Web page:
We’ve all been told to always, always wear sunscreen when out in the sun for long periods of time. Although sunscreen is a great protectant from UVA (these cause aging) and UVB (these cause you to burn) rays, some sunscreens have ingredients in them that are harmful to ocean health and human health. In fact, scientists believe oxybenzone, a chemical found in more than 3,500 sunscreens and other cosmetic products, is causing serious damage to coral reefs and coral.
Our Coral Reefs Are in Danger
In a study published in the journal Archives of Environmental Contamination and Toxicology, this ultraviolet-absorbing compound in sunscreen was found to have toxic effects on young coral that causes endocrine disruption, DNA damage to the coral, and even coral death, among other the problems. Oxybenzone also heightens coral bleaching, a process in which coral lose their color and reject symbiotic organisms. Bleaching has been particularly present in recent years due to rising sea temperatures.
According to the U.S. National Park Service, somewhere between 4,000 and 6,000 tons of sunscreen enters coral reef areas around the world each year. That’s a shockingly high amount of sunscreen considering how little it takes to cause toxic effects. Toxicity occurs at a concentration of 62 parts per trillion, according to a new study. Just to give you an idea of what this looks like, author and researcher at Tel Aviv University Omri Bronsteinthat, claims this is like a drop of water in an Olympic swimming pool.
Beyond the impressive appearance of coral reefs, they play an important role in local communities and the world at large. Firstly, they contribute to local economies through sustaining ecosystems where people can fish. Additionally, coral reefs foster tourism. An estimate released by the National Oceanic and Atmospheric Administration put the economic contribution of coral reefs around the world at $30 billion each year. Perhaps most importantly, coral reefs protect the global environment by serving as carbon sinks, where they absorb carbon dioxide and alleviate climate change.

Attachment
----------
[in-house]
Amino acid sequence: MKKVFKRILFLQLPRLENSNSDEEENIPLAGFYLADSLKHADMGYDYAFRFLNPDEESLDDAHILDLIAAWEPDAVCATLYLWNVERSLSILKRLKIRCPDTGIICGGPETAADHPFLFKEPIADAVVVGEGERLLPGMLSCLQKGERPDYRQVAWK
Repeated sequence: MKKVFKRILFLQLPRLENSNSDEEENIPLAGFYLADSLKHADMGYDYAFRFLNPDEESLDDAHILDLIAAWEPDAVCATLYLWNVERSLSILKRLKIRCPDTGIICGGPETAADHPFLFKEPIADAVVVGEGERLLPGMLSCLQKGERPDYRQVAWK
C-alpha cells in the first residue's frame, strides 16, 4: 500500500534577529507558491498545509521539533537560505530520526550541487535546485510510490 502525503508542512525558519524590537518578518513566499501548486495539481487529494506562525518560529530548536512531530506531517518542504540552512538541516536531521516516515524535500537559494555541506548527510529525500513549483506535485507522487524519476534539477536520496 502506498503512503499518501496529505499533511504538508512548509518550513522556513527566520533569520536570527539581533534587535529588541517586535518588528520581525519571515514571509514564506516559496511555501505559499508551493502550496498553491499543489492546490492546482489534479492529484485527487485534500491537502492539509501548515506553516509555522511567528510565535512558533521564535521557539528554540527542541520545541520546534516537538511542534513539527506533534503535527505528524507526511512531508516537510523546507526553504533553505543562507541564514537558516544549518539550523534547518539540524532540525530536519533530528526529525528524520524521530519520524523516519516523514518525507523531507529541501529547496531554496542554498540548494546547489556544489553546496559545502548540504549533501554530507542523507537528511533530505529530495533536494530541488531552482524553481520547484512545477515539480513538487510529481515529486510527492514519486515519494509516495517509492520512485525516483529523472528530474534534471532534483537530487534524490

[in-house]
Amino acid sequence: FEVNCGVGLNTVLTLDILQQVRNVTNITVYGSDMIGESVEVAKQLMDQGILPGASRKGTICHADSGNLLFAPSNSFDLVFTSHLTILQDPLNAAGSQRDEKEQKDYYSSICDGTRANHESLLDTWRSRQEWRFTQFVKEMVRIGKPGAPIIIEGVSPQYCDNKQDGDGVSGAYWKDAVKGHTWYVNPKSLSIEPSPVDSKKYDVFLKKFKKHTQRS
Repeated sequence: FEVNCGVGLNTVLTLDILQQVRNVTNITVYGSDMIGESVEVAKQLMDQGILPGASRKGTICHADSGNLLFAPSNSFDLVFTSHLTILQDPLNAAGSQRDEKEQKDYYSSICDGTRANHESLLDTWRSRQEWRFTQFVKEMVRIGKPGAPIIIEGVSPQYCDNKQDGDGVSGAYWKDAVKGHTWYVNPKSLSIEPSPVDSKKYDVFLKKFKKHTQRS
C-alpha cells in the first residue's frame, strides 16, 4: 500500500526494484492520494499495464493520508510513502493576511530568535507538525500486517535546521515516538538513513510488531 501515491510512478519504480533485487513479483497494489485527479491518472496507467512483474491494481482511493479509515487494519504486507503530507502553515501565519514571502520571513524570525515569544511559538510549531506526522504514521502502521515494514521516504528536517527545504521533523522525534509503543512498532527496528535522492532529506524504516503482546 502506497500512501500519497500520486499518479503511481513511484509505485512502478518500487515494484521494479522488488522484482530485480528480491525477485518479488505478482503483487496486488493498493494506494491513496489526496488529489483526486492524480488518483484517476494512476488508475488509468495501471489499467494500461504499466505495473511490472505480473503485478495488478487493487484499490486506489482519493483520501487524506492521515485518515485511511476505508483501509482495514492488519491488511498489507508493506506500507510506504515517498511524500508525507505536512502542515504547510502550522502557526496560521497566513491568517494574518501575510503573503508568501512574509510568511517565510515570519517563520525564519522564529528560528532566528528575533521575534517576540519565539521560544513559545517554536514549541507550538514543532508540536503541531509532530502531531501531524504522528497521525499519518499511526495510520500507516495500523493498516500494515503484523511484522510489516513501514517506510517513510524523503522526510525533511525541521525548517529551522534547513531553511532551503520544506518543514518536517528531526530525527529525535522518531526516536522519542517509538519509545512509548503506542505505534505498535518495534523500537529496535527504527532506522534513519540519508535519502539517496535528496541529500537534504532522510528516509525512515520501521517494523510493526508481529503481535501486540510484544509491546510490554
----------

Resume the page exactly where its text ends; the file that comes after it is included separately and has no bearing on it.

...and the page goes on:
It’s a Health Issue, Too
In a study conducted by the Center of Disease Control, 97 percent of Americans are contaminated with a widely-used sunscreen ingredient called oxybenzone that has been linked to hormone disruption, cell damage, and allergies. Additionally, the Environmental Working Group found that sunlight causes oxybenzone to form free radical chemicals that may be linked to cell damage. Oxybenzone is also linked to low birth weights in baby girls whose mothers were exposed to it during pregnancy. Another active ingredient in sunscreen, octionoxate, has been linked to acne, contact dermatitis, and rashes from allergic reactions.
Synthetic fragrance or “parfum” is another health-harming ingredient that may be used in conventional sunscreens. Full of toxic petroleum, which is a coal-derived synthetic chemical, fragrance is an ambiguous term for whatever secret ingredients manufacturers want to add. According to a 2009 study called “Fragrance in the Workplace is the New Second-Hand Smoke” by the University of Maryland, researchers Christy De Vader and Paxson Barker found that the problem with fragrance is not its scent but rather the synthetic chemicals derived from petroleum and tar:
“Over the past fifty years, 80 to 90 percent of fragrance ingredients have been synthesized from petroleum and some of the commonly found harmful chemicals in fragranced products include acetone, phenol, toluene, benzyl acetate, and limonene.”
Shockingly, a small 800 of the approximately 4,000 chemicals used as fragrances have been tested for toxicity, either in combination with other chemicals or alone. These chemicals are so harmful to our health that the U.S. National Academy of Sciences has grouped fragrances with heavy metals, insecticides, and solvents in the same categories of chemicals that need neurotoxicity testing.
Not just a few but all of these toxins cause central nervous system damage. Physical reactions to fragrances are categorized as:
- Respiratory – non-allergic and allergic asthma, reactive airway dysfunction syndrome.
- Neurological – nausea, dizziness, migraines, and mental confusion.
- Skin – Sensitization and irritation.
- Eye – Inflammation and tearing.
There is Hope
Now don’t go thinking we are encouraging you to stop wearing sunscreen. You absolutely should wear sunscreen to protect yourself against skin cancer. But what we are encouraging you to do is to consume consciously when buying sunscreen. Sunscreens with zinc oxide or titanium oxide have not been found to harm reefs, according to the National Park Service. Additionally, these two ingredients have not been found to affect human health negatively. Beachgoers and sun lovers can also cover their upper body with long sleeve shirts or similar apparel to reduce sun exposure and sunscreen use. To access a list of some of our top pics for health conscious and environmentally sustainable sunscreen brands, follow this link.
Image source: Chatuphon Neelasri/Shutterstock